Small business size standards are used to determine whether a procurement should be "set-aside" exclusively for small business participation (see FAR Subpart 19.5, Set-Asides for Small Business); whether a firm is eligible for any other procurement "preferences" (such as for subcontracts with large prime contractors (see FAR Subpart 19.7, The Small Business Subcontracting Program, and FAR Subpart 19.12, Small Disadvantaged Business Participation Program), or price evaluation adjustments (see FAR Subpart 19.11, Price Evaluation Adjustment for Small Disadvantaged Business Concerns); or whether a firm is eligible for any SBA loan and financial assistance programs.
In a ruling that could have far-reaching implications for the Federal Supply Schedule (FSS) in particular and "acquisition streamlining" in general, the General Accounting Office (GAO) has decided that an agency must have a "reasonable basis" for concluding that a vendor's items do not meet its needs if the agency excludes the vendor's items from consideration for an FSS order.
GAO's decision, Delta International, Inc., B-284364.2 (May 11, 2000), involved a Federal Bureau of Investigation (FBI) purchase made for its Bomb Data Center, which was to identify and procure appropriate counter-terrorism equipment for local and state bomb technicians. The Bomb Data Center decided that a fully digital system was required because "full digitization would allow greater compatible technological improvements, faster exchange of data information, and significant quality control of resolutions" and such a system "will allow the Bomb Technician on the scene of an incident to digitally transmit images to other locations anywhere in the country for real-time assistance from other experts." The Bomb Data Center selected the Science Applications International Corporation (SAIC) RTR-4 Real Time Imaging Systems as the only "fully digital" portable X-ray system available, and the FBI issued a purchase order to SAIC under its FSS contract worth approximately $9.8 million for 424 RTR-4 systems and associated equipment.
Delta International, Inc., which also had an FSS contract for portable X-ray inspection systems, protested the award of the purchase order, arguing that the FBI improperly determined that Delta's equipment would not meet its needs. Delta's equipment, the foXray II, is essentially digital in nature even though it employs a hybrid analog/digital technology to transmit data. Delta argued that its foXray II does not use an analog filter, coaxial cables, or have other features characteristic of the analog format, so it does not have the problems that the FBI associates with those features. In addition, Delta contended that the foXray II transmits data faster than the RTR-4, that it achieves better quality images than the RTR-4 ("with quality being measured in quantitative forms, such as resolution, penetration and dynamic range"), and that it is wireless. "Each of the products is fully compatible with other digital equipment, and there is absolutely no difference between them in this regard," asserted Delta.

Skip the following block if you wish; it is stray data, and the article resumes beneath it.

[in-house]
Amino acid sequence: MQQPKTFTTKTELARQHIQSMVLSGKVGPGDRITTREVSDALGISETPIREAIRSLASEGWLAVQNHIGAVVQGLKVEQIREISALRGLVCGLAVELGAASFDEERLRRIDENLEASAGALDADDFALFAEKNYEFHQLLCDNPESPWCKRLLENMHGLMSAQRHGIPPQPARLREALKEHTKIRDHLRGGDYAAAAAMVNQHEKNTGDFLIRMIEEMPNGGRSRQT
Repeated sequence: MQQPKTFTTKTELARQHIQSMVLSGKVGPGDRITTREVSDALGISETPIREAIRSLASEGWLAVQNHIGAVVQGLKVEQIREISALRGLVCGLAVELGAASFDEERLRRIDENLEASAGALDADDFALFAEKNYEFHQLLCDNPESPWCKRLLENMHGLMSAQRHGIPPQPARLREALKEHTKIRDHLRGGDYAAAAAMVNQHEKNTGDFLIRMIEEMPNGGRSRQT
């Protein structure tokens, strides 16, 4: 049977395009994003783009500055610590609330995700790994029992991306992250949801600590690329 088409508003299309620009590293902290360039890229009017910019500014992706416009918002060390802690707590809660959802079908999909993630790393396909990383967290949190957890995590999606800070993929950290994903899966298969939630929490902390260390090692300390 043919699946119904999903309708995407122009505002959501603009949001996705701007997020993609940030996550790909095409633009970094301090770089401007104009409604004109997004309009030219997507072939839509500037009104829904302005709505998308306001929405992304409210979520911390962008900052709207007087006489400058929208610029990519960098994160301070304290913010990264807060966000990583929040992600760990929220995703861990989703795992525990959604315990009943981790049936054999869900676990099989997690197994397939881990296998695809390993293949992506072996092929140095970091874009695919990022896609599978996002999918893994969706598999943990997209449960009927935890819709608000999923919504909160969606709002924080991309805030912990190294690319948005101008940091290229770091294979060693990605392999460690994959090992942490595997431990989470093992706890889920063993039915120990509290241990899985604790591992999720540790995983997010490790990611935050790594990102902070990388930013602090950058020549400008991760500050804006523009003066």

The FBI contended that the protester was arguing that it "should have been given an opportunity to compete for award of the FSS order," and that the protest should be denied because paragraph (a) of FAR 8.404, Using Schedules, states "when placing orders under Federal Supply Schedules, ordering offices need not seek further competition..."
GAO says "if the protest were contending that the agency was required to conduct a competition, it would be dismissed for failure to state a valid basis of protest...however, the question is not whether the agency was required to compete the buy, but rather whether the agency had a reasonable basis for determining that only the RTR-4 met its needs." GAO cites the language in FAR 8.404(b)(7), which states "if an agency's requirement in excess of the micro-purchase threshold is defined so as to require a particular brand name, product, or a feature of a product peculiar to one manufacturer, thereby precluding consideration of a product manufactured by another company, the ordering office shall include an explanation in the file as to why the particular brand name, product, or feature is essential to satisfy the agency's needs." Then, GAO declares its policy: "Where, in connection with an FSS purchase in excess of the micro-purchase threshold, a bid protest challenges an agency's definition of its needs that excludes consideration of supplies or services offered by the protesting FSS vendor, we will review the agency's documentation, including its report to our Office, in order to determine whether the agency's definition of its needs has a reasonable basis."